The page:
Like films, sit coms, and automobile designs, the English School very much reflects the assumptions, values, and expectations of its era. As contributors to this volume note, it was a product of the Cold War, but also of a time when order, especially at the international level, was considered a uniquely Western product. The world has changed dramatically since 1977 when Hedley Bull’s The Anarchical Society first saw the light of day. International relations theory has struggled to keep up with these changes, and mainstream realist and liberal approaches are still deeply rooted in Western conceptions of order. As Ay¸se Zarakol (2017) has convincingly demonstrated, international relations theory ignored IR in the East or portrayed it in terms of cultural—if not racial—stereotypes. The authors of this volume recognize these problems, but also the ways in which the English School offered a novel—and at the time, a relatively progressive—take on international relations. They aim to highlight and build on these features, but also on their recognition of the research program’s limitations, to make it more germane to the current era. This book is part of an ongoing effort toward this end; its authors generously

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© The Author(s), under exclusive license to Springer Nature Switzerland AG 2022 T. Flockhart and Z. Paikin (eds.), Rebooting Global International Society, Governance, Security and Development, https://doi.org/10.1007/978-3-031-11393-2_13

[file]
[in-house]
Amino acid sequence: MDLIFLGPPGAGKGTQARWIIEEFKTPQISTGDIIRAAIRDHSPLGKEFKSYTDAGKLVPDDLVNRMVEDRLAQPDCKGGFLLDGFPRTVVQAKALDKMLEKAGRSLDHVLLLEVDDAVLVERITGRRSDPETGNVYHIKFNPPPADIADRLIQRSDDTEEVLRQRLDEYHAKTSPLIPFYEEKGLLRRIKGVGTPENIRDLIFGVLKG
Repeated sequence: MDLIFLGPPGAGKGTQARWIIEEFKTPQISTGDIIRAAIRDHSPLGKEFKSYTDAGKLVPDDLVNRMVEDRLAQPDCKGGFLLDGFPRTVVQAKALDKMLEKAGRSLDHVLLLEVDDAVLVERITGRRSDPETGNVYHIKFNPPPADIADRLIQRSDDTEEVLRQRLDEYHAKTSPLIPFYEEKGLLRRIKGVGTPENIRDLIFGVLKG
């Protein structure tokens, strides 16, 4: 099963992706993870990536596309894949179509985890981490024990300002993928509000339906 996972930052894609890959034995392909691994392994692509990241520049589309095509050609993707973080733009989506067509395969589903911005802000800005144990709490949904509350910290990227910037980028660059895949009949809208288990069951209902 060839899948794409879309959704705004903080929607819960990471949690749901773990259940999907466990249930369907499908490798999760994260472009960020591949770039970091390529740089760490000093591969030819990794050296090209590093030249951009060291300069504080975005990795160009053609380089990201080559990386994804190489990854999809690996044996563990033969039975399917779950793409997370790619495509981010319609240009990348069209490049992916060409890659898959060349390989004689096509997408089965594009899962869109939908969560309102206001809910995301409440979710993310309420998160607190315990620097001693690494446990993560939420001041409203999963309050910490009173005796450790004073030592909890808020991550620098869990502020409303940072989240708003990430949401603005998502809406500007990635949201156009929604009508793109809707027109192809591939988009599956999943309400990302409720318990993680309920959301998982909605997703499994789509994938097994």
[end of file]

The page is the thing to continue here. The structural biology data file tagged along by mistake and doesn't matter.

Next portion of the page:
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acknowledge the contributions made by other scholars and seek to extend them. To a large degree they are successful. The chapters address three challenges identified by the editors: the need to recognize the existence and possibly positive role of contestation, reconceptualize the primary institutions in global international society in light of this contestation, and think about the ways in which order should be theorized and attained in a culturally and political diverse international society. They do not flinch at asking if a paradigm of international order rooted in the notion of a culturally homogeneous Eurocentric core is obsolete or still offers useful insights. In looking for answers they are willing to benefit from research in other paradigms and research traditions in the hope of enriching their own. The IR discipline suffers from an exaggerated focus on states and socalled structures (e.g., polarity, balance of power, markets), with many schools still downplaying the role of non-state actors, domestic politics and processes, subjective understandings, and agency in general. At the international level, realists and liberals have generally equated order with the Western liberal-capitalist institutions backed up by American military might. Rooted in their teleology, liberals have long assumed that capitalism’s triumph is inevitable because they regard it as the only rational response to modernity. Early English School theorists also equated order with its Western form and—like liberals—ignored the diversity within the West and in the broader world. In contrast to neorealists, who characterized international relations a system, Bull and Wight, to their credit, put at least as much emphasis on society. Their successors, including contributors to this volume, find this distinction worthy of further investigation, especially given the complexities of an era in which international society has arguably become stronger yet more diverse. Western society—the theorized pillar of the international order—has also become more fractured with the resurgence of illiberal forms of nationalism and dysfunctional democratic domestic institutions. Any study of the relationship between society and system, and domestic politics and international order must, of necessity, put more emphasis on bottom-up vs. top-down political processes. Here too, this volume responds to the needs of the moment. Some conclusions of edited books restate the arguments of the contributors. These are already summarized in the introduction. Instead, I will reflect on key themes of the volume. These are contestation, institutions,